Young John seems likely to break away from his surroundings, not least a home dominated by a drunken, abusive father (Mullan himself), but barely two years later we find him (now played by the excellent newcomer Conor McCarron) a sullen, disaffected adolescent who's still extremely intelligent but given to running with the gang once led by his older brother.

The undercurrent of violence runs constantly through Neds, although Mullan does temper the threat with a deliciously droll humour -- particularly in the first half of the film -- and, while the director doesn't quite see out the story totally convincingly, he does at least leave us with one of the most memorable closing scenes you'll probably see this year.

Morning Glory * *

Comedy/Drama. Starring Rachel McAdams, Harrison Ford, Diane Keaton, Patrick Wilson, Jeff Goldblum. Directed by Roger Michell. Cert 12A

SET IN the bizarre world of US breakfast television and with a script from the screenwriter of The Devil Wears Prada, Morning Glory tells the story of idealistic young producer Becky Fuller (Rachel McAdams) who gets a shot at handling the morning show on an ailing New York network.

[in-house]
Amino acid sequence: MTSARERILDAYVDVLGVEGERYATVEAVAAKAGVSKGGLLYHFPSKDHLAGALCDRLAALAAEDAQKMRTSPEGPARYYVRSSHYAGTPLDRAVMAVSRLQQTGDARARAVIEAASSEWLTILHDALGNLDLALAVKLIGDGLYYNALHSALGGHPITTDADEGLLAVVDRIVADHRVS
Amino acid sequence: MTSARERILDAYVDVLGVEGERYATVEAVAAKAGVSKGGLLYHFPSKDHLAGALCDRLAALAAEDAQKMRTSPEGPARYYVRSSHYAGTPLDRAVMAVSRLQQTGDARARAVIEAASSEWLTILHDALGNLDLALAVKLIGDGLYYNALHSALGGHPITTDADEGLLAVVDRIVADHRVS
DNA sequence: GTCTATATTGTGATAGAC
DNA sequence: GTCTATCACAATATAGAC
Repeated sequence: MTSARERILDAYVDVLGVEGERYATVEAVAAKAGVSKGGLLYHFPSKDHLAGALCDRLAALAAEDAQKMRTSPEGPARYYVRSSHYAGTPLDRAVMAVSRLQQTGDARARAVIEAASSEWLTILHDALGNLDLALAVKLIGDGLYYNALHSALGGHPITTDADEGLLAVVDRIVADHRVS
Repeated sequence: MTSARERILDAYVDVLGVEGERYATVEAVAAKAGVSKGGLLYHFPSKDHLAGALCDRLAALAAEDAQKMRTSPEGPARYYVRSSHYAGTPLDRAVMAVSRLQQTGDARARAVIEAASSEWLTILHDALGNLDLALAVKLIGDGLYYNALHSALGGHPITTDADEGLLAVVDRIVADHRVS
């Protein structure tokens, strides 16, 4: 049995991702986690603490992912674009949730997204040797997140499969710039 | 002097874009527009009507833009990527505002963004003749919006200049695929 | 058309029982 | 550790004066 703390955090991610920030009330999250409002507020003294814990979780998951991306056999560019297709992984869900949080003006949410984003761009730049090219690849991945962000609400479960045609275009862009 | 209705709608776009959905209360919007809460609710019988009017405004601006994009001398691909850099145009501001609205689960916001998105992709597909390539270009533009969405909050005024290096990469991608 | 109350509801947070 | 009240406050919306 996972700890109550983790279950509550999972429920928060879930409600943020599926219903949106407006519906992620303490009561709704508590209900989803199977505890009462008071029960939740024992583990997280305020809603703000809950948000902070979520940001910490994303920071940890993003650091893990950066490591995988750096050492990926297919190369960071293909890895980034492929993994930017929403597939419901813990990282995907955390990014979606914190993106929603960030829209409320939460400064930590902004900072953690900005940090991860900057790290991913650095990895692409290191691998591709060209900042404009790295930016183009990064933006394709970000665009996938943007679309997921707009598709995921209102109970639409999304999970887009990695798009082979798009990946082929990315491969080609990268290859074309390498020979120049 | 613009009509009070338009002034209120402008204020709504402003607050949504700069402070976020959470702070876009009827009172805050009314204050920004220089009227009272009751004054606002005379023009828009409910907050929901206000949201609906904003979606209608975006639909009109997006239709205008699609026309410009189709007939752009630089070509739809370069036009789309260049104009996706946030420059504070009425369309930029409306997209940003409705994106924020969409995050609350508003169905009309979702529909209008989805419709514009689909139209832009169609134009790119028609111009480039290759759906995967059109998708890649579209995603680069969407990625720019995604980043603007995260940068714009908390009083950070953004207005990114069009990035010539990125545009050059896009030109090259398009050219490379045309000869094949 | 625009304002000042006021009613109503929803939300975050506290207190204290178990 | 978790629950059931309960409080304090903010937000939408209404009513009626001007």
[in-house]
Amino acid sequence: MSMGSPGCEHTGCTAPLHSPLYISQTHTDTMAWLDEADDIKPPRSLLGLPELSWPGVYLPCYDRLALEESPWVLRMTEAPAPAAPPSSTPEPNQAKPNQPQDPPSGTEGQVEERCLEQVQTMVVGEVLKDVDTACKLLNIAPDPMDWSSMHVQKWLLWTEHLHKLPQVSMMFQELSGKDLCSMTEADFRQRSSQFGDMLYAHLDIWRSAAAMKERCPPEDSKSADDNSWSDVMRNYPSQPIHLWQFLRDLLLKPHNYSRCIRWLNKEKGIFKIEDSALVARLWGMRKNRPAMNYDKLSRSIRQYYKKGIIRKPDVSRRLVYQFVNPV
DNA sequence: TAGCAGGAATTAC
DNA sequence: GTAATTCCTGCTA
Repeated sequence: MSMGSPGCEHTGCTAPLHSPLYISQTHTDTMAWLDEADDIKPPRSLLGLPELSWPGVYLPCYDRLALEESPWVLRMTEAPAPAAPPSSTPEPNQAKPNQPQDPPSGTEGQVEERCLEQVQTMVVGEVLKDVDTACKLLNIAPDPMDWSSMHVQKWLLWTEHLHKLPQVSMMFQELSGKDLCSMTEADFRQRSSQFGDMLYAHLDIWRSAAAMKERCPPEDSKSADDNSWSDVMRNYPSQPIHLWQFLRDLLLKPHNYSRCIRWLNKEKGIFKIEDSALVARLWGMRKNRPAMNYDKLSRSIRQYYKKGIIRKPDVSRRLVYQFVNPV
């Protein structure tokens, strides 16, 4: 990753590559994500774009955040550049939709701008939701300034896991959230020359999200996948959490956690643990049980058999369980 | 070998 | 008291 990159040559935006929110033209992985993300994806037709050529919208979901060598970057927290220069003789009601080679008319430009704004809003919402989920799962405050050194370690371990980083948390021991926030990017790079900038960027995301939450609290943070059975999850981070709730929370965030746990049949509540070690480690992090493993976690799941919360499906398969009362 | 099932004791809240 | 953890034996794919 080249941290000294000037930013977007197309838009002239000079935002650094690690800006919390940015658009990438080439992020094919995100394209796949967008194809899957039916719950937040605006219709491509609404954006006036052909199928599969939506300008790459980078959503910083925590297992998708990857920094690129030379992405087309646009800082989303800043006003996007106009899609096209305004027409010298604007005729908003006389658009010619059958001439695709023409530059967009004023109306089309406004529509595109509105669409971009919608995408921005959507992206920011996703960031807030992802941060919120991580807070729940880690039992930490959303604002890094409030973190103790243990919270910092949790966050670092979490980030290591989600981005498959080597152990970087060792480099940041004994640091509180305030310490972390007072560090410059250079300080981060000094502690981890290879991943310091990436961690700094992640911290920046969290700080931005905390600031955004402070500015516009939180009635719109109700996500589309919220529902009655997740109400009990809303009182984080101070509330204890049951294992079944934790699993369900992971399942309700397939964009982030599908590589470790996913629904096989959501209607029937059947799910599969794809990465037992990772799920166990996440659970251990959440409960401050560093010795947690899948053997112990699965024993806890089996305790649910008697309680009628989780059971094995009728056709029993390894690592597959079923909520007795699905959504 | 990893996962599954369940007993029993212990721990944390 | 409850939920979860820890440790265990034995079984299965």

Like some bizarre, unfunny cross between Broadcast News and Working Girl, the movie misfires on a number of levels — not least the notion that we're supposed to find Becky perky and upbeat when, in fact, two minutes in her presence would have you scoping out the nearest available exit — but does at least give Harrison Ford the opportunity to play grumpy as a veteran serious newsman contractually obliged to partake in the frivolous dog and pony show that is breakfast TV.

Predictable at every turn, cursed with at least four endings too many and completely wasting the talents of Diane Keaton, as the programme's long-standing female host, and Jeff Goldblum as a cynical station boss, Morning Glory is a thoroughly limp affair not worth getting out of bed for.